It's amusing to me how easy it is to become pigeonholed in this community -- I produce one political sketch comedy, and suddenly I'm a satirist, in with the Liberal Media Elite crowd. I write one mime show, and suddenly I'm working alongside Dean Hatton. Now, after a grand total of one storytelling show, people are talking to me like I'm a storyteller -- and that includes members of the local storytelling community, too. Bizarre, but awesome -- and I'm looking forward to doing more work within this genre.

What have I learned? Watching other proficient storytellers like Allegra Lingo and Nancy Donoval, what strikes me is how well-structured their stories are -- both within their individuals stories and within the arc of the show as a whole. My show doesn't hang together nearly as well as either of theirs -- like most of my shows, this one is a sprawling epic, loaded down with dozens of ideas and themes. Which is an effect that I like, and that I strive for -- but I believe that that same effect can be achieved in a more focused way.

People commented a lot on the physicality of my performance, and that's very much something that evolved over the course of the Iowa and Minnesota runs -- initially, I was standing at a podium and reading -- but by the final show, I wasn't simply gesturing, it was *choreographed*, points at which I walk away, clap my hands, leap, pose, react. I suppose years of mime training isn't something that you can simply walk away from.

People also commented on the podium (yeah, yeah, people never comment on it when Allegra Lingo and Mike Fotis use it, grumble, grumble) -- and while I certainly don't regret using it (much of the function of this run was to, y'know, write the show), I'll certainly consider both memorizing and hiring a director to shape the visual aspects of the performance if I undertake any kind of large-scale remount.

But we're off to start plunging into the next project -- something that I'd rather not talk about until I manage to get some specific details pinned down. But in the meantime, watch this space -- and keep your eyes on the month of January, enh?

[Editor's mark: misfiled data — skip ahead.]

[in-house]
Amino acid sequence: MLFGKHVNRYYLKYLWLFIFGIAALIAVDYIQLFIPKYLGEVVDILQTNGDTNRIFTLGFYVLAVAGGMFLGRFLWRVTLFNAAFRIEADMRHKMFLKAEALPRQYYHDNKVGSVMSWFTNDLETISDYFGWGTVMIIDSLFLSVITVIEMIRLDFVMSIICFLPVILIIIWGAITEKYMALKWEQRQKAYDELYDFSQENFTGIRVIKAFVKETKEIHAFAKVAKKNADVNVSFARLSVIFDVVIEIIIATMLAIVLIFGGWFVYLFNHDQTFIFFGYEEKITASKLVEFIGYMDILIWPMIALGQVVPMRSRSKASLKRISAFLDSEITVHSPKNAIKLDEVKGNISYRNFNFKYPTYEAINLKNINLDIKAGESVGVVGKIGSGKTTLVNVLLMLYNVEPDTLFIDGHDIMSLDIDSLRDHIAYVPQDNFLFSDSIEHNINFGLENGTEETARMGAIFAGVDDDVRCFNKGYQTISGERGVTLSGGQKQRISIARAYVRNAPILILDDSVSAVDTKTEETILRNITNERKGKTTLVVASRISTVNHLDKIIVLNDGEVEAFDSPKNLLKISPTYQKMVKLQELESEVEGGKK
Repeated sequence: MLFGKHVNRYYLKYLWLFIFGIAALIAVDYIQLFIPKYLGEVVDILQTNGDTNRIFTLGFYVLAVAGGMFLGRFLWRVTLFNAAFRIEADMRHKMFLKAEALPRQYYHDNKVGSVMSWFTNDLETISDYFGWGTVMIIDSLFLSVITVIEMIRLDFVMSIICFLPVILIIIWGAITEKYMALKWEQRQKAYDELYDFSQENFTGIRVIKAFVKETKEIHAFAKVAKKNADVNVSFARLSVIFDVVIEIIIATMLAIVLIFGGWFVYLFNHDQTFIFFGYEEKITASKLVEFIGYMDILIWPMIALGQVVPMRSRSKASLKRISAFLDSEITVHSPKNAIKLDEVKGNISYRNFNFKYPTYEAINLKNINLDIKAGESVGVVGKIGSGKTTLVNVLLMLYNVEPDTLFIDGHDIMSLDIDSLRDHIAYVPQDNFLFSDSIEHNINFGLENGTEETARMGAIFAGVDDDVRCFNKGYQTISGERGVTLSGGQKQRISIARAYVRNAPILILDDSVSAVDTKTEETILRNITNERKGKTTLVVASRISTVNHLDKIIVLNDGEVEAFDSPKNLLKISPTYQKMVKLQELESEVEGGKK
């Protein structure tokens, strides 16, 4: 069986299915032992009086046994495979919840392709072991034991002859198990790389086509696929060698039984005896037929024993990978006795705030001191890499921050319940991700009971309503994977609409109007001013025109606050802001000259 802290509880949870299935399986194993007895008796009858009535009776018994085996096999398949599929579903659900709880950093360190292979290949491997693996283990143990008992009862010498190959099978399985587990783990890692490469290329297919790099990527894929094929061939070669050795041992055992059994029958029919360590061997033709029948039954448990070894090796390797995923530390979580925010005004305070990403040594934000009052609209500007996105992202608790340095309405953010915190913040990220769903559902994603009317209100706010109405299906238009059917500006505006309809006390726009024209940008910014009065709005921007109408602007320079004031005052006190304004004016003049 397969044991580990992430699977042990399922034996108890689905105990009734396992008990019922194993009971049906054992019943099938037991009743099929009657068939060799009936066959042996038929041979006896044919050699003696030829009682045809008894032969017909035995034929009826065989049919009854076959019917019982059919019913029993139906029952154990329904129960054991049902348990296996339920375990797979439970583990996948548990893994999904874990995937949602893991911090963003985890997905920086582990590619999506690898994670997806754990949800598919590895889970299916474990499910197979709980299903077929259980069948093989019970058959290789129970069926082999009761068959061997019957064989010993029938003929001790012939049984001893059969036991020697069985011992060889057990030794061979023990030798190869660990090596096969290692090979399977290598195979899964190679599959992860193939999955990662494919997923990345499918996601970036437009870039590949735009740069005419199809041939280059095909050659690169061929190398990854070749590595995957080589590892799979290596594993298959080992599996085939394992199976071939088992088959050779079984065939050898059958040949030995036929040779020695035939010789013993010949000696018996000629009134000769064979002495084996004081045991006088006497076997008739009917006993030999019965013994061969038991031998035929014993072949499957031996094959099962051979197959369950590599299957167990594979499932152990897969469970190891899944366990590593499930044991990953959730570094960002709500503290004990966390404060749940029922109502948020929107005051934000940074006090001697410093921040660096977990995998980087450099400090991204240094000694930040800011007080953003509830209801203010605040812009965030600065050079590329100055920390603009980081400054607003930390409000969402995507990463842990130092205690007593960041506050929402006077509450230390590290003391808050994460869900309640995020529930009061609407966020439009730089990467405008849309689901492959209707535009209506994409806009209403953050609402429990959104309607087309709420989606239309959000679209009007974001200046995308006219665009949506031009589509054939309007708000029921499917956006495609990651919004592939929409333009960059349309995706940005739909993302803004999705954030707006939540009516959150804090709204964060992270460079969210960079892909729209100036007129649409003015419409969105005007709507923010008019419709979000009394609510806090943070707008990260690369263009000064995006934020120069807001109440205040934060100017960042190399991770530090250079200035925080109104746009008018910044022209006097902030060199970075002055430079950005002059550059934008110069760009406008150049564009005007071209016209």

Wednesday, August 8, 2007

Opening Tomorrow!

Just a reminder that "Descendant of Dragons" will be opening tomorrow night, 8:30pm, at Patrick's Cabaret. Show only runs for one weekend, so I don't have the advantage of word-of-mouth -- I can use all the support I can get!

Pleased to note that the show has now ended up on the Top Picks list of no less than three Fringe bloggers:

Matthew Everett:
"This ain't your granddaddy's travelogue/family history solo outing. Half the fun of watching Phillip at work is the way he rides the torrent of words that come out of his mouth. The other half is the dazzling flurry of ideas that ride on the back of those words - funny, obscene, irreverent, sacreligious, furious, hilarious."

Kate Hoff:
"I was so happy to love Phillip's preview at the Ritz...I am confidently recommending this show to everybody. You will not be disappointed."

Ben Sandell:
"I’ll certainly be there when this Maximum Verbosity veteran and playwright delivers his first non-fiction performance. I mean, how can I resist a show that features 'a globetrotting adventure (in the spirit of Mark Twain's The Innocents Abroad) [that] pits a cranky libertarian detective against the world's greatest Communist bureaucracy'? Plus, the show contains 'copious bilingual profanity.' I am so there."

Can I deliver? Three people can't possibly be wrong. I'll see you opening night.